Insipid Enda Left Nothing to Linger in the Memory; ANALYSIS

Article excerpt


STATE of the Nation speeches tend to be made in a time of crisis. They are a warning shot, used to prepare the ground for tough times ahead. They are deployed to convince voters that short-term pain can lead to long-term reward.

Jack Lynch's commitment that the Government 'could no longer stand by' in 1969 over the worsening violence in the North was a memorable speech.

In 1980, Charles Haughey told the public we were living 'way beyond our means' in a broadcast indelibly stamped on the public memory.

But can anyone remember a key line from Enda Kenny's first State of the Nation address in 2011, or a stand-out phrase from last night? There was no ultimate soundbite.

No clear conviction that the nation is through the worst of the crisis. No sense among the carefully crafted 941 words that we are back in control of our own destiny.

So why did Enda Kenny resort to a formal national broadcast to get his point across on this occasion? If his last State of the Nation was meant as an 'introduction to austerity' as he locked the country into three more years of fiscal penury, then perhaps this was the parole board hearing.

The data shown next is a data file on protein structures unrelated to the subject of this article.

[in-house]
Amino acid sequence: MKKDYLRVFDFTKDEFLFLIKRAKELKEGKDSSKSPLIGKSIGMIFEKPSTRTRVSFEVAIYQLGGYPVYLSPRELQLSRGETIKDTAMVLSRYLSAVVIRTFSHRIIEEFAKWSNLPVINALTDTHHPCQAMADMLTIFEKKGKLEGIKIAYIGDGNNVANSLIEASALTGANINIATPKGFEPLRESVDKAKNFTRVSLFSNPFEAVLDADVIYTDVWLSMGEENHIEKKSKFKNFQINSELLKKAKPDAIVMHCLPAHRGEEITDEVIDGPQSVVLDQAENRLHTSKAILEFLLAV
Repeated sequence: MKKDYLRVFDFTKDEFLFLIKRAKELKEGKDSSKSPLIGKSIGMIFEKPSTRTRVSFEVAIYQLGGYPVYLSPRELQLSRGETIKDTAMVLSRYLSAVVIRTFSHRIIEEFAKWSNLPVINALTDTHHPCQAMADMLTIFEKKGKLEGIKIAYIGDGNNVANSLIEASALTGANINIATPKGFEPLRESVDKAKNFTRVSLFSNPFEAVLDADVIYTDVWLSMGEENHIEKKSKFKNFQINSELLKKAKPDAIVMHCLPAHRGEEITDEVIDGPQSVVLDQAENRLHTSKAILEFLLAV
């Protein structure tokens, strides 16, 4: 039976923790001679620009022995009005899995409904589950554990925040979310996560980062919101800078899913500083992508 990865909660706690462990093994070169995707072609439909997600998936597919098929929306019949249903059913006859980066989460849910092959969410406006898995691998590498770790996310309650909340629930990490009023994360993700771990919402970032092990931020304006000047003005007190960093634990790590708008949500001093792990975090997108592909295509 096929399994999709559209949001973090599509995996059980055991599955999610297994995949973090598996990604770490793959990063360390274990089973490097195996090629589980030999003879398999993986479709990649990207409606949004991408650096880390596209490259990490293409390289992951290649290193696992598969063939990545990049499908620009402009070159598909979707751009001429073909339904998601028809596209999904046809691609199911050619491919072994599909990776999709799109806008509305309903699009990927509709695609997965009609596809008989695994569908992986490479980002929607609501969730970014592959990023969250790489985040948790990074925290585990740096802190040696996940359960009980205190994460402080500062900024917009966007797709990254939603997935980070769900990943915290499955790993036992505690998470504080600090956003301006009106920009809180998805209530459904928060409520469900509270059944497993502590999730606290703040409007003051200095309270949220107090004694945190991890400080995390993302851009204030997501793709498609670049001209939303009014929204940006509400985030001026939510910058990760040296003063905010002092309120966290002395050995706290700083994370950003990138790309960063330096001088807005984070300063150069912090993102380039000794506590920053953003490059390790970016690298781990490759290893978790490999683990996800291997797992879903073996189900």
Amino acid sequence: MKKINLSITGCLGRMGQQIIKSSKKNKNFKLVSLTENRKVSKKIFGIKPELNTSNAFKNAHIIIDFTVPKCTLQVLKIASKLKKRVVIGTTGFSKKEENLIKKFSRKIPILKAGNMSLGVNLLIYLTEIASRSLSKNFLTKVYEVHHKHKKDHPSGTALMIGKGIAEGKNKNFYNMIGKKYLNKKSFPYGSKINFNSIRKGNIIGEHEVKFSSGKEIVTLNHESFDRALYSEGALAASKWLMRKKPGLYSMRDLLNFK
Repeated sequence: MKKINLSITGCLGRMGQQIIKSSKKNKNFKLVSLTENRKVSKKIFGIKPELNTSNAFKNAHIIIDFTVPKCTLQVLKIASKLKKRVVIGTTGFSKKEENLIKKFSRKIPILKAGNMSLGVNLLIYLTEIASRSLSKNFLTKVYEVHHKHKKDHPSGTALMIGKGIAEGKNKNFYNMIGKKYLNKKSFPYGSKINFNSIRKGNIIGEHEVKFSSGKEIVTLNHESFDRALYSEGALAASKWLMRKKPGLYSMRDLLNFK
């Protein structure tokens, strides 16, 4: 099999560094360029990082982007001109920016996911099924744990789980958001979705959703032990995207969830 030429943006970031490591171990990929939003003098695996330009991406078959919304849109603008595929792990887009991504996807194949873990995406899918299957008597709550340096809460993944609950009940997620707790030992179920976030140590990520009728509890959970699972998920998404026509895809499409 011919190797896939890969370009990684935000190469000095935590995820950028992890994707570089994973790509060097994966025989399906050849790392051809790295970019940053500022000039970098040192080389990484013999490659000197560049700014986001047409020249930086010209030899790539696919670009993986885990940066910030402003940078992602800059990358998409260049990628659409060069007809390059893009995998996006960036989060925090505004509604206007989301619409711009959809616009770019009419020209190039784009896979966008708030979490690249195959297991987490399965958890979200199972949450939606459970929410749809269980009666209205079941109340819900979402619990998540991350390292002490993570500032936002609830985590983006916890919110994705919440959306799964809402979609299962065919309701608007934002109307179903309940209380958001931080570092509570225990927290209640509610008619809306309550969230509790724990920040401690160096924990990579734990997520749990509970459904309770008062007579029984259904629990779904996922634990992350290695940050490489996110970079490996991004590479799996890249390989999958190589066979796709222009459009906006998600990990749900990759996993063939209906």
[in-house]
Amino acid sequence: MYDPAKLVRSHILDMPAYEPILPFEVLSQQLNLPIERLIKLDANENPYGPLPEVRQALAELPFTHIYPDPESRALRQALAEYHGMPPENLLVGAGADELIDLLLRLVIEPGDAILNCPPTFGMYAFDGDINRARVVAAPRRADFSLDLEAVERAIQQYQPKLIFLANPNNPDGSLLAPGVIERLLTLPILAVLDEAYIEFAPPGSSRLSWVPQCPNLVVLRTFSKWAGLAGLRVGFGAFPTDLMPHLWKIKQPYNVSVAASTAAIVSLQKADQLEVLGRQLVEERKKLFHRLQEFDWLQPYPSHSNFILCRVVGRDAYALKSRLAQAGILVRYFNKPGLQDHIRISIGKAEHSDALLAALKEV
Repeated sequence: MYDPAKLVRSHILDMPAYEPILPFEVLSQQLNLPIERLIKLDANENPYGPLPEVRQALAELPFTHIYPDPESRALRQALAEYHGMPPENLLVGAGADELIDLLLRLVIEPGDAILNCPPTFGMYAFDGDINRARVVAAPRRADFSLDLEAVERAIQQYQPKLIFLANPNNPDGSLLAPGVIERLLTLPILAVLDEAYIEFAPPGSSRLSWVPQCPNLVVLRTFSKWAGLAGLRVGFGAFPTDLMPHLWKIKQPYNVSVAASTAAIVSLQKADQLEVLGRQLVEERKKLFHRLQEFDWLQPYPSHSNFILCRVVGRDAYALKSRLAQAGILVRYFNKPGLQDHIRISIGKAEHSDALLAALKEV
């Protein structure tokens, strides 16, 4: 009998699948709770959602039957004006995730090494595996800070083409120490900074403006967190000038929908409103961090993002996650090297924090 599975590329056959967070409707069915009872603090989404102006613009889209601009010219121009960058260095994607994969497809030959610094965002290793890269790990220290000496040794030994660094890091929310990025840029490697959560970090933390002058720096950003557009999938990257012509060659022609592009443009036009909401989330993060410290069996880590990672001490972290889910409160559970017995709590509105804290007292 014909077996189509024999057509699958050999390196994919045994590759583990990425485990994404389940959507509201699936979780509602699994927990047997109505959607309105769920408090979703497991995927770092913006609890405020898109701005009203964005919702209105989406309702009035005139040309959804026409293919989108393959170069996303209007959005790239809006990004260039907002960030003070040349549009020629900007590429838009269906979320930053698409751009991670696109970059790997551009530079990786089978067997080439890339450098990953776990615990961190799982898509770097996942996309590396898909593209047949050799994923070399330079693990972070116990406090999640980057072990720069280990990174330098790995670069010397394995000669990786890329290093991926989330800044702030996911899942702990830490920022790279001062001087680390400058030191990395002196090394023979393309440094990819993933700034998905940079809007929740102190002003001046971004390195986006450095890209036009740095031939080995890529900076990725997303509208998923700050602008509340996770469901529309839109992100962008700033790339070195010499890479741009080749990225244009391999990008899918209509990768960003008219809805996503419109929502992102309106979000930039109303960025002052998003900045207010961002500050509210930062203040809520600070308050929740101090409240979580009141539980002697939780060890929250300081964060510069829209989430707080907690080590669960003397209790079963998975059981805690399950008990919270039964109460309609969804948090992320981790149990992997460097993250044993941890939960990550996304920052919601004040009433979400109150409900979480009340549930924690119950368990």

But why not take the credit for sending the Troika packing? Staring down the barrel of a camera is unnerving for people on both sides of the screen and it does not stimulate confidence among those you address.

OF course the need to control the message is a high priority for those around Enda Kenny. They are the ones around him who cringe when he is pummelling kidneys, handing-out high-fives and picking-up toddlers for a photo opportunity.

The fact is, he's good at that stuff. Believe it or not, he's funny and sharp-witted in real life.

But the personable side of the Taoiseach does not come across when he is reading from autocue in the staid set-up of his office in Government Buildings.

After years of avoiding live debates and shying away from setpiece interviews, it is unclear whether this is a personal choice or a political strategy. …